Restaurants In Suburbs And Staycation Destinations Recovering More Strongly Than Those In Dublin City, According To New Data
Food businesses in the suburbs and staycation destinations are recovering much more strongly than those in Dublin city, according to new data from food ordering service Unify Ordering.
As reported by The Irish Independent, average order volume in all areas across the country increased by 48.3% when outdoor hospitality services resumed in June, according to the new data compiled by Unify Ordering, which is an online platform that allows chefs to order from a range of different suppliers for their kitchens.
Unify Ordering's data reportedly indicated that volumes stayed relatively static in Dublin city centre, with the major increases coming from outside of the city.
Orders from Dublin suburbs such as Dún Laoghaire, Sandymount, Bray, Terenure, Rathgar, Malahide, Sandycove and Monkstown reportedly increased by 12.6% on average while orders from outside of Dublin have reportedly grew by 23% after outdoor hospitality services resumed in June.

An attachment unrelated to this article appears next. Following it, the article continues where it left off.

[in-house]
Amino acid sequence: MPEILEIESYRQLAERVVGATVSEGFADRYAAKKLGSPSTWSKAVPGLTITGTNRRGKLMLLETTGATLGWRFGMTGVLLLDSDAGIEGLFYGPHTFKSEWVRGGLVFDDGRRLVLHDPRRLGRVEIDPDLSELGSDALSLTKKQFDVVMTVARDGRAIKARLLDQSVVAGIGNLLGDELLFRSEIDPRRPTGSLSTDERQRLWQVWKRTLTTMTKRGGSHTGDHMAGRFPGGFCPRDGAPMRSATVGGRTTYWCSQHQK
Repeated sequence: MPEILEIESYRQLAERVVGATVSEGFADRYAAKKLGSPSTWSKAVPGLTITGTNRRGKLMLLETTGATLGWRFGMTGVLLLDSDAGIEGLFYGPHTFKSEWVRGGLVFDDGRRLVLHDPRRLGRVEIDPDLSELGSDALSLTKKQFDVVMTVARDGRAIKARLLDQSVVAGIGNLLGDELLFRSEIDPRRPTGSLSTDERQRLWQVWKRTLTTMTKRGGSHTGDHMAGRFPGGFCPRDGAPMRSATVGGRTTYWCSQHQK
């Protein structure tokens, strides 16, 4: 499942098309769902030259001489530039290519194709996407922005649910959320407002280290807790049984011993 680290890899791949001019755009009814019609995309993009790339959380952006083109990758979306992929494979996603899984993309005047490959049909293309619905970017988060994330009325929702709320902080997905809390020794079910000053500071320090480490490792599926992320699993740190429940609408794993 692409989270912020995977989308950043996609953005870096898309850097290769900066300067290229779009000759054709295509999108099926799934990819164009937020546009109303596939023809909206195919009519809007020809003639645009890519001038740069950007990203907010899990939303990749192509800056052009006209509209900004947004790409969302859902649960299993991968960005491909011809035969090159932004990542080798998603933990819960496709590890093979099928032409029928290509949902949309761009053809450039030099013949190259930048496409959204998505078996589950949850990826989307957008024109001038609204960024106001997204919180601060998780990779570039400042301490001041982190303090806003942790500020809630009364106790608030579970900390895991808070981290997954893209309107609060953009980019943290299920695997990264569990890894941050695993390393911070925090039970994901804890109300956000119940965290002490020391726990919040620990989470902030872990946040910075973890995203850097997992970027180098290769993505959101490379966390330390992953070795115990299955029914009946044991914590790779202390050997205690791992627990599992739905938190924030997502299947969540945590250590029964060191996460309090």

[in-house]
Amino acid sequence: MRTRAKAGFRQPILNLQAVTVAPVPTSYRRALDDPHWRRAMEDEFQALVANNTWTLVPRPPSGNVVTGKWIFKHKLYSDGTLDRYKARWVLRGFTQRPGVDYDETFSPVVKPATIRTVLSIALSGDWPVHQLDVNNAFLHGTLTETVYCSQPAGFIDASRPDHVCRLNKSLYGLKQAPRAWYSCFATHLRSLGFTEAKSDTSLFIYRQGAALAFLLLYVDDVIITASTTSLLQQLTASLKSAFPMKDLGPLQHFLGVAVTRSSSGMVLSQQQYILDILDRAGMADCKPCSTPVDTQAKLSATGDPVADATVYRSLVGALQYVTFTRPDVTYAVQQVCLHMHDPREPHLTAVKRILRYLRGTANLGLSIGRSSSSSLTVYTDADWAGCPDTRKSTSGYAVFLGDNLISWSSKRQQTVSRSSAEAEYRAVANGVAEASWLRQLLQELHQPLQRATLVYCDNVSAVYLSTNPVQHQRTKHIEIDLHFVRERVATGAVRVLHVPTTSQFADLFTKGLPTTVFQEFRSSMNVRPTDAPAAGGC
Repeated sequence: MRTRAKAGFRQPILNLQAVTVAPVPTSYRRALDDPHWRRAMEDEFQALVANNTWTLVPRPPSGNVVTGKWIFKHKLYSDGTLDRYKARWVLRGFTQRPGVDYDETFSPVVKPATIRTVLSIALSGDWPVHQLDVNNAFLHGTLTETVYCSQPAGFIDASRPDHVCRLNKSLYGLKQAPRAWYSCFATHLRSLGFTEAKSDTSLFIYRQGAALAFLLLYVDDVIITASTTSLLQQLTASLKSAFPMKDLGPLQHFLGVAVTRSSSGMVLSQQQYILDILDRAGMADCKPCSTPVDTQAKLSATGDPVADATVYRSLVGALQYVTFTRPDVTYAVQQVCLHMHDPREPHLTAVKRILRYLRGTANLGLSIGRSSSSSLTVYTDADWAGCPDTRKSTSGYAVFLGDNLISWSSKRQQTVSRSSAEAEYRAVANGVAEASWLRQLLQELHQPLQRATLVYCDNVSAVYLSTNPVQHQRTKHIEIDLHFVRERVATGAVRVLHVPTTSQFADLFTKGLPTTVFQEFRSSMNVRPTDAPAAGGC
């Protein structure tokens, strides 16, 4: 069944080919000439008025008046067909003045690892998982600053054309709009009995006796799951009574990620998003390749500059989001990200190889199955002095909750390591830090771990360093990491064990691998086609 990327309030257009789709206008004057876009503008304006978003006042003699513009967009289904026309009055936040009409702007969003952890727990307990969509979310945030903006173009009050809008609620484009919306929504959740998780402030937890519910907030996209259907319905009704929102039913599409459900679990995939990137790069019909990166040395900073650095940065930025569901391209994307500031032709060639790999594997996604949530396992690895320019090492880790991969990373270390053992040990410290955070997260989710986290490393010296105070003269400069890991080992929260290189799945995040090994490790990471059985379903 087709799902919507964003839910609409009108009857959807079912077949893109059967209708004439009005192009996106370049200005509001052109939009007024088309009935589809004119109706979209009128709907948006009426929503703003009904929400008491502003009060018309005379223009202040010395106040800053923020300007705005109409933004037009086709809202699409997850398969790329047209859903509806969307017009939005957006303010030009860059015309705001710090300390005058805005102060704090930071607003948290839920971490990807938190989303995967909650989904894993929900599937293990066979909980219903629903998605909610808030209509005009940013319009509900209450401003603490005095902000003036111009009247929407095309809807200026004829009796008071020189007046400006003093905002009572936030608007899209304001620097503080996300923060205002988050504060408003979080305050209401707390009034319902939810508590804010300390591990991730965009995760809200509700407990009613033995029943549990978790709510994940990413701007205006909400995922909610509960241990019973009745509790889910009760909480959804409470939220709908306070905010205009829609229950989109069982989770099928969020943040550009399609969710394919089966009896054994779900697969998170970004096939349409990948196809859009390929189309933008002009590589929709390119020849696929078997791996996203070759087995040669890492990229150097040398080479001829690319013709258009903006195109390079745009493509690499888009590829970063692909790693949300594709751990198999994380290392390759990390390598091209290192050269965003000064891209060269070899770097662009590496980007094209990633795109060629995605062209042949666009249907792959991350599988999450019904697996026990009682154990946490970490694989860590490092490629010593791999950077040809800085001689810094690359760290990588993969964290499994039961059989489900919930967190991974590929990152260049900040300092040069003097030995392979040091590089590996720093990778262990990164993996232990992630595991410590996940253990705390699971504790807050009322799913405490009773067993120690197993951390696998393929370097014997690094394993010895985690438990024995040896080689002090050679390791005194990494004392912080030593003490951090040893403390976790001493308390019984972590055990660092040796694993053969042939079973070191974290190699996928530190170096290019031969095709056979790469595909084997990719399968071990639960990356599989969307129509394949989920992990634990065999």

Unify Ordering has reportedly seen particularly strong orders from restaurants in the south-east, with orders in Wexford reportedly growing by over 70%, and the south-west has reportedly also grown strongly but the west reportedly has not performed as well.
Unify Ordering Co-Founder And CEO Statements
Unify Ordering co-founder and CEO Barry McNerney reportedly said that it will be some time before it ill be clear whether the city centre slump is temporary or if restaurants and cafés in the heart of the capital are facing a long-term slump.
McNerney reportedly said, "Areas that were most reliant on overseas tourists are the ones that have suffered the worst. I think the government supports have created a safety net but I would expect that after they are removed that you will see a lot of places closing down."
McNerney reportedly said that because there is a difficulty getting staff, some restaurants are using government subsidies to pay over the odds for kitchen workers.
McNerney reportedly said, "People have chosen to remain local even after restrictions eased.
"Perhaps one of the longer-term trends seen is that of the movement and re-distribution of people from centralised areas to non-centralised, from urban to rural and urban to suburban. Establishments on the outskirts of Dublin city, in smaller towns and suburbs, have seen an increase in customers and sales."
McNerney reportedly said that the data indicates a lot more vibrancy in suburban areas but that it is difficult to tell for now whether that is a temporary phenomenon and whether things will return to more normal patterns once the summer holidays have ended and remaining COVID-19 pandemic-related restrictions are lifted.
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